In this report, we show that WRKY34 (At4g26440), a new substrate of Arabidopsis MPK3/MPK6, is involved in male gametogenesis. WRKY34, a close homolog of WRKY33, is a pollen-specific WRKY transcription factor. When overexpressed using LAT52, a strong pollen-specific promoter, WRKY34 protein is temporally phosphorylated by MPK3/MPK6 at early stages in pollen development and then becomes dephosphorylated and degraded right before pollen maturation. Loss-of-function genetic analysis shows that WRKY34, together with a close homolog WRKY2 (At5g56270), plays important roles in pollen development and function. A complementation assay suggests that the phosphorylation of WRKY34 by MPK3/MPK6 is important for its function in vivo. Although single mutation of none of the WRKY2, WRKY34, MPK6 genes causes a pollen developmental defect, both the wrky2 mpk6 and wrky34 mpk6 double mutants exhibit pollen developmental defects similar to the wrky2 wrky34 double mutant, demonstrating that WRKY34 and WRKY2 indeed belong to the same pathway of MPK3/MPK6 in early pollen development.

Results

WRKY34 is phosphorylated by MAPKs in vitro

After the identification of WRKY33 as a substrate of MPK3/MPK6 in regulating plant defense responses [9], [16], we examined other WRKYs that share high homology with WRKY33 for potential MAPK phosphorylation sites. WRKY transcription factors are divided into three groups based on the number of WRKY domains (two copies in Group I, and one copy in Groups II and III) and the structure of their zinc fingers (C2HC in Group III but not in Group II proteins) [17]. WRKY33, with two WRKY domains, belongs to Group I in the WRKY family [17]. WRKY34 (At4g26440), another Group I member that shares high homoxlogy with WRKY33, is a pollen-specific gene that is preferentially expressed during early stages of male gametogenesis [18], [19]. WRKY34 also contains several consensus MAPK phosphorylation sites at similar positions as WRKY33 (Figure 1A), indicating that WRKY34 might be a MPK3/MPK6 substrate as well.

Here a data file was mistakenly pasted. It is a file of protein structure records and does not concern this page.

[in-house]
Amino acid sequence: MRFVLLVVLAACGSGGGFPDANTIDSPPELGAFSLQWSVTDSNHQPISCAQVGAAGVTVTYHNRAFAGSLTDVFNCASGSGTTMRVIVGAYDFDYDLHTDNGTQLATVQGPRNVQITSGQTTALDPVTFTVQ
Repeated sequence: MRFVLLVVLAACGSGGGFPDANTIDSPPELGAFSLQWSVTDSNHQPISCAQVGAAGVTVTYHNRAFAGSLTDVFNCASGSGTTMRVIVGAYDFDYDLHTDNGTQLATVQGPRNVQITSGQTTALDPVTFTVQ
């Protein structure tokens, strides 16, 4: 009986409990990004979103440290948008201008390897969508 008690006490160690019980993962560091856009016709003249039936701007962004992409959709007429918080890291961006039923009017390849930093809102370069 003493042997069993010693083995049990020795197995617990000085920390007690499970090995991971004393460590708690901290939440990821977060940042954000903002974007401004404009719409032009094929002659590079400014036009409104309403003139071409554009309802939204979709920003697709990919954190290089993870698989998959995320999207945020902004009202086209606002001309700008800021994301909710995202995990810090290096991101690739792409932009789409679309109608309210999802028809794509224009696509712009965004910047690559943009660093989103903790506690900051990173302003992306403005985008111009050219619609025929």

<i>In vitro</i> phosphorylation of WRKY34 by MPK3 and MPK6.
Fig. 1. In vitro phosphorylation of WRKY34 by MPK3 and MPK6.
(A) Putative MAPK-phosphorylation sites in WRKY34 and WRKY33. Bars indicate the position of potential MAPK phosphorylation sites in the protein. Grey boxes indicate WRKY domains. Note that the clusters of phosphorylation sites at N-termini were similar between WRKY34 and WRKY33. (B) In vitro phosphorylation assay of WRKY34 by the activated MPK3 and MPK6 (upper panel). Reactions with various components omitted (-) were used as controls. Recombinant MKK4DD/MKK5DD were used to activate MPK3 and MPK6. Myelin basic protein (MBP) was used as control substrate (lower panel). (C) Adjacent sequences of putative MAPK-phosphorylation sites in WRKY34, and the loss-of phosphorylation WRKY34 mutant with all Ser mutated to Ala (WRKY34SA). (D) Mutation of MAPK-phosphorylation sites greatly reduced the phosphorylation of WRKY34 by MPK3 and MPK6. Phosphorylated WRKY34 was visualized by autoradiography after gel electrophoresis.